Visually, this issue is as sharp as the blades found within. Clay Mann’s eye for action and attention to detail keep the story moving swiftly and his rendering and character work is finely tuned, even if it occasionally feels like everyone has remarkably chiseled jawlines and noses. Adonis-like features aside, Mann has been tasked with depicting numerous locales in varied time periods as well as incorporating frenzied action and emotionally heavy stillness. The way he depicts young Colin, wide-eyed and mesmerized by a kung-fu movie or sunken and slumped in the back of a cab, is especially effective when contrasted with the rigidly suave demeanor he has an adult. The inking of Seth Mann incorporates a needed emotional heft, most noticeably in the flashback sequences and strengthens the sharp line work throughout.
The second part of this hearty issue, focusing on the amateur spy period of Ninjak’s life, is drawn by Butch Guice, who seemingly creates form from the negative space of his heavy blacks. It is dark and it is heavy and it looks exactly how you want a spy-thriller to look with a tinge of pulpy texture. Whereas the first half of the book was reminiscent of the clean superhero aesthetic, this moody shadow-laden affair is the perfect reminder that this character and this book under Kindt’s guide is so much more than it appears.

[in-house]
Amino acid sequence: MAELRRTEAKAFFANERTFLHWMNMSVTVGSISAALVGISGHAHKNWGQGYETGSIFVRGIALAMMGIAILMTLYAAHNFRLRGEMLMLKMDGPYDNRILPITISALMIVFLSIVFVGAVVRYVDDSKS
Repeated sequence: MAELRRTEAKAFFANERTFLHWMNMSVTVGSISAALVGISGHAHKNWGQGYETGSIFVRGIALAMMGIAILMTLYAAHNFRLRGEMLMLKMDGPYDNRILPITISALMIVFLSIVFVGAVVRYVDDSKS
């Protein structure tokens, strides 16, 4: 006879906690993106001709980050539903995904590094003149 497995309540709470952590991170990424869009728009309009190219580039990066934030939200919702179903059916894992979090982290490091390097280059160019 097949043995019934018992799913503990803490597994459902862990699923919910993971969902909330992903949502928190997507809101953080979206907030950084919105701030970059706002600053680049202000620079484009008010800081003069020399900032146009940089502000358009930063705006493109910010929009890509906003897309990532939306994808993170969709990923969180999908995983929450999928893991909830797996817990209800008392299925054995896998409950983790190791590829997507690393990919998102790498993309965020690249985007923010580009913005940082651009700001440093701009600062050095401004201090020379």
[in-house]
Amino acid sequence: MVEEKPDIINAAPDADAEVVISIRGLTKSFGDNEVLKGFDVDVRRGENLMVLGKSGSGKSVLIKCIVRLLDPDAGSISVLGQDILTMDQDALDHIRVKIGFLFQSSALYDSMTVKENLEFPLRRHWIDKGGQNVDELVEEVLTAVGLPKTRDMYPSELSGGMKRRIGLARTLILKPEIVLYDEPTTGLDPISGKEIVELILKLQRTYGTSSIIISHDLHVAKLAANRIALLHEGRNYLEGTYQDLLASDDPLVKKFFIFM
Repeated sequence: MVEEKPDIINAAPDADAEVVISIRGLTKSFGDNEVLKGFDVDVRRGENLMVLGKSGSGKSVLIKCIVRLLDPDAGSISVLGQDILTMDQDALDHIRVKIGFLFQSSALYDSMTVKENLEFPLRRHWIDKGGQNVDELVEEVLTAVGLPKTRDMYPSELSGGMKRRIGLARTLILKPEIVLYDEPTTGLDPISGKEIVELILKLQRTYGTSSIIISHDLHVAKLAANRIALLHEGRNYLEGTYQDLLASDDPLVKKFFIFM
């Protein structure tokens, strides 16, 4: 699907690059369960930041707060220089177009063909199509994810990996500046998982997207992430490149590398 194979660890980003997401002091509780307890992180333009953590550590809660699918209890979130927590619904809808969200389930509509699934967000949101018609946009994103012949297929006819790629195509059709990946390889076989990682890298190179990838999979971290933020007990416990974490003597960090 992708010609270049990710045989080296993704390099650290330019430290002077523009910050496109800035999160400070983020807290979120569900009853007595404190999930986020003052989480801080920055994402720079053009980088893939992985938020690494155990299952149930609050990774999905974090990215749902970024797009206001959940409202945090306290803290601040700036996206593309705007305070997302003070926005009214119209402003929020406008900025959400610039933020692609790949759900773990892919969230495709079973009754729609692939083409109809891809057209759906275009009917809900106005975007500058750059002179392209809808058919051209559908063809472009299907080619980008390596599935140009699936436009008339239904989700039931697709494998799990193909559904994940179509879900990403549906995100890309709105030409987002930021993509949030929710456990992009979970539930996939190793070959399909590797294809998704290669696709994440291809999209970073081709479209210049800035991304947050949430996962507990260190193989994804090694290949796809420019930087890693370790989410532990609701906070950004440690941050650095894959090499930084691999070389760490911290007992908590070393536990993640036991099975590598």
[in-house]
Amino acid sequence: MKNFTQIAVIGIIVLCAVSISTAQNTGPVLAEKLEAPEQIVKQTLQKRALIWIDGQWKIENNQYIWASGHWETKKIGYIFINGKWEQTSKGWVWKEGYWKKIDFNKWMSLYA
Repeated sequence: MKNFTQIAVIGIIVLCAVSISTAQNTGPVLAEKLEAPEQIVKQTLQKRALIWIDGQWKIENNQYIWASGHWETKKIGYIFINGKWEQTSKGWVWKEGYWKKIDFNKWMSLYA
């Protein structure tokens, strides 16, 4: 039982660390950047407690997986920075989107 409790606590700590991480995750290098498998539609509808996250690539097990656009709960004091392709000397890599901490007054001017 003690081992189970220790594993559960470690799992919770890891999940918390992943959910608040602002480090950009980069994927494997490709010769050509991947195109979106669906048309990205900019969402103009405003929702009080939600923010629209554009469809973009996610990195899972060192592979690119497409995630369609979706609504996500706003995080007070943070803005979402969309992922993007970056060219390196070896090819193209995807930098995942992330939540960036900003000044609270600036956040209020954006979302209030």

Throughout each, the colors of Ulises Arreola are as versatile as any multi-tool battle belt. There’s a sheen to the opening story that plays with lighting to great effect, like how he creates a prismatic effect of neon signs reflecting off of a car window or in the jungle river or the way in which the varied applications blend with the speed lines in battle backgrounds. Like seeing the full rainbow reflected in liquid chrome, there are moments in this portion of the book where the coloring adds to the illusion of movement that is a perfect match for the energetic tone. In the Guice drawn portion, Arreola’s colors are toned down and flatted just a bit, but still fairly saturated with a palette to match the darker tone. Though due to the nature of Guice’s style some of the digital aspects are more evident, such as shading used to detail the contours of a face. It’s not bad by any means, it’s just more noticeable than in the earlier portion.
Ninjak is a sly, cocky European MI-6 agent who dresses up as a purple ninja and lives in a castle while fighting bad guys that have fire-producing hair and a penchant for karaoke. If that doesn’t sound awesome to you then continue hating fun you monster. But of course, Kindt, Mann, Guice and co. are crafting a book that looks to know exactly how serious to take itself while still weaving a story of intricacy and mystery. There’s depth here between the silly fun and the razor-fast action that’s sure to pay off down the line. This issue provides just a taste of each element and ensures that the potential teased here will match the surprising complexity of its main character.